Casimir effect

This illustration shows a stable Casimir trap.

Are we on the cusp of frictionless mechanical systems?

Mechanical systems, such as gears and wheels, are core components of machines that we use daily. But these machines often require expensive maintenance or replacement because friction caused by physical contact — gears grinding or wheels rubbing against another material — can wear these systems down, causing them to malfunction or work inefficiently.

But now, Berkeley Engineering researchers have developed a novel approach to eliminate friction in mechanical systems by harnessing a phenomenon of theoretical quantum physics, known as the Casimir effect. Their discovery paves the way for exploring new forms of non-friction mechanics and quantum mechanical applications. A paper describing their work appears today in Science.

“Until recently, people thought of the Casimir effect as an attractive force. But for the first-time, our work proposed theoretically and demonstrated experimentally a repulsive Casimir force that eventually leads to a stable Casimir trap, without input of extra energy,” said Xiang Zhang, professor of mechanical engineering and corresponding author of the study. Zhang is also the vice-chancellor and president of the University of Hong Kong.

“This ultimately means that the attraction between two objects of the same material can be reversed at short and preserved at long distances, so they can remain without physical contact for a specific distance, reaching the stable trapping equilibrium,” said Sui Yang, a research scientist in Zhang’s lab and one of the lead authors of the paper.

The Casimir effect, named for Dutch physicist Hendrik Casimir, is based on the fact that in quantum physics, a vacuum in space isn’t empty. It is filled with fluctuating electromagnetic waves (light) that can’t be completely eliminated. These waves exist in a range of lengths, and their presence implies that empty space contains a certain amount of energy.

"In addition to being a fundamental scientific advancement, this discovery could have a variety of applications, such as contact-free nanomachines and ultrasensitive force sensors."

In 1948, Casimir found that when mirrors are placed facing each other in a vacuum, some waves will fit between them, bouncing back and forth, and others won’t. As the two mirrors move closer together, the longer waves will no longer fit, so the total amount of energy between the mirrors is less than elsewhere in the vacuum. This shift in energy is what causes the mirrors to attract to each other, a phenomenon known as the Casimir effect. Meanwhile, the energy between the mirrors is known as Casimir force.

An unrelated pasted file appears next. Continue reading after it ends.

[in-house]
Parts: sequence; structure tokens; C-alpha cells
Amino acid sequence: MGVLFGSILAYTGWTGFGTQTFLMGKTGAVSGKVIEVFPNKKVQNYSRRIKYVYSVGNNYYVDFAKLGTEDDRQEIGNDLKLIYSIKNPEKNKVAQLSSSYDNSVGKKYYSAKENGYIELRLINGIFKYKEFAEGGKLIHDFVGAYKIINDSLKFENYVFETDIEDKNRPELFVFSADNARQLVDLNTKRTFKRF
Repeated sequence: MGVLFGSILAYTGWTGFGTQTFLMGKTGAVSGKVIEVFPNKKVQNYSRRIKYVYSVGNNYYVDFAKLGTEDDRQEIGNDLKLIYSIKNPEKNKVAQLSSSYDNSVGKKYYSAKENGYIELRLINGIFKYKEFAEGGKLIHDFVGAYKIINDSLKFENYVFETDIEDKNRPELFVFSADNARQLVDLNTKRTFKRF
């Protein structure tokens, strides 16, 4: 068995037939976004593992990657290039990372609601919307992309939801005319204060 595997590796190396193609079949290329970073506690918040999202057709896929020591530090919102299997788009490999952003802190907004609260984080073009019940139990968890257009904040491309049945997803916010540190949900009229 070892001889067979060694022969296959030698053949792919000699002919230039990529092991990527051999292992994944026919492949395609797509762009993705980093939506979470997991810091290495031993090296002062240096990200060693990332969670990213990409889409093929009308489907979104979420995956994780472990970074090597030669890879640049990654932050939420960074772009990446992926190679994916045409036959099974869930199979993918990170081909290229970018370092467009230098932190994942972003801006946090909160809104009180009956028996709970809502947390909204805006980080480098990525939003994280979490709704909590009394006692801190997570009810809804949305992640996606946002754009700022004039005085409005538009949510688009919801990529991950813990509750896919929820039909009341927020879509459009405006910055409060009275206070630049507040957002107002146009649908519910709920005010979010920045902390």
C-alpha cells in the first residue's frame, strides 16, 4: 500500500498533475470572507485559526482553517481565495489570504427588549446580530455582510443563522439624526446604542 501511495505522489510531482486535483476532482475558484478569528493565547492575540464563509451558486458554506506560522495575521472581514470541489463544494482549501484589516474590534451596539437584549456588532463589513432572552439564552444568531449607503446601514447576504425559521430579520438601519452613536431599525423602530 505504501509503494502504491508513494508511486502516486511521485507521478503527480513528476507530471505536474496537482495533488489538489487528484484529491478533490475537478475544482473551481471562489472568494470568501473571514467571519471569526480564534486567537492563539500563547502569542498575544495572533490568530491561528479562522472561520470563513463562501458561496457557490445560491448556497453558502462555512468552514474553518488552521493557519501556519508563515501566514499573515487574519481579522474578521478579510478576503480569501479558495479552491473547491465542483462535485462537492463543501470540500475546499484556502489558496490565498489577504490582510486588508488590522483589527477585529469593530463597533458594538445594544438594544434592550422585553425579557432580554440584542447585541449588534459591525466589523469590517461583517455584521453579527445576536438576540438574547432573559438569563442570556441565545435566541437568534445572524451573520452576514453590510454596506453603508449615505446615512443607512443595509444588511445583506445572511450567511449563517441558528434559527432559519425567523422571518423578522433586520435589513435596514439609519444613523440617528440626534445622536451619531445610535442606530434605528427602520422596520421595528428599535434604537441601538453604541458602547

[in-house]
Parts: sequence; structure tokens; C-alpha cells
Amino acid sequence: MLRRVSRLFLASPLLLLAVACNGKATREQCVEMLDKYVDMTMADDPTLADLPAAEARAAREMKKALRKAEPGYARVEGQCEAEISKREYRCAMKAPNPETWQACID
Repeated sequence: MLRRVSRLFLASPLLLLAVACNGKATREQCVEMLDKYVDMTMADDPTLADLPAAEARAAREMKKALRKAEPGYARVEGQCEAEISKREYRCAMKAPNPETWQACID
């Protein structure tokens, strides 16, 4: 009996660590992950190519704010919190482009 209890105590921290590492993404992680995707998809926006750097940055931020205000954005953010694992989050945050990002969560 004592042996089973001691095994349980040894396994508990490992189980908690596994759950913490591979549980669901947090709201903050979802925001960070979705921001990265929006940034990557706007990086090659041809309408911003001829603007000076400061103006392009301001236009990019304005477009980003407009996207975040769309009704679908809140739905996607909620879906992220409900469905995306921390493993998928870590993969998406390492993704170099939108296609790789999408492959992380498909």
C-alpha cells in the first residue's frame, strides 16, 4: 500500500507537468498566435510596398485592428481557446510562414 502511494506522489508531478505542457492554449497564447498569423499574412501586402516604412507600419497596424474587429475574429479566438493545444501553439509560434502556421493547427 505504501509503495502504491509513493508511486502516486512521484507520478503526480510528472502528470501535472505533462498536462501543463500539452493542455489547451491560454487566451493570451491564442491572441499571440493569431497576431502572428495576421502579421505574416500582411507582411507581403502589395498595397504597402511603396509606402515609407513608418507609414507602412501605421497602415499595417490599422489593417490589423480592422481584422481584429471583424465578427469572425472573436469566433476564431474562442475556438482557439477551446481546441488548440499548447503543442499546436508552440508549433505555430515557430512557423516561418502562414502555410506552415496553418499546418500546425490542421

“Since the discovery of Casimir force, the stable Casimir equilibria (trap) has been long pursued by the scientists. However, the study only remained theoretical with extremely complicated design. In [our] study, we theoretically propose and experimentally demonstrate that stable Casimir equilibria can be achieved by a simple coating method,” said Rongkuo Zhao, a former postdoctoral researcher in Zhang’s Lab and one of the lead authors of the paper.

In addition to mirrors, the Casimir effect occurs between objects of the same material that are placed in a vacuum. In their paper, Zhang and his colleagues demonstrated these effects with gold. When they coated gold objects with Teflon, a relatively low-reactive index thin film, they discovered that the Casimir force between the two objects repelled at short distances and attracted at longer ones.

Zhao noted that the refractive index is not a constant number; it changes as a function of wavelength. And the index contrast created between gold and Teflon allowed the Berkeley researchers to control the phase of the virtual electromagnetic field through the Casimir interaction. So that at short wavelengths, the phase contribution of Teflon’s low-refracted index became significant and gave a repulsive force. At longer wavelengths, the influence of gold’s higher-refractive index became significant and caused the attraction.

By confining these quantum fluctuations between two gold objects just nanometers apart, the researchers essentially created a Casimir trap without needing any additional energy.

“This trap is totally passive, and the trapping distance can be precisely controlled by the thickness of the coating layer. The same principle can cover a huge family of materials, and there are almost infinite opportunities for creating such non-contact Casimir trapping equilibria at the nanometer scale,” said Yang.

The researchers note that this discovery, in addition to being a fundamental scientific advancement, could have a variety of applications, such as contact-free nanomachines and ultrasensitive force sensors.


Topics: Berkeley Engineering in the News, Mechanical engineering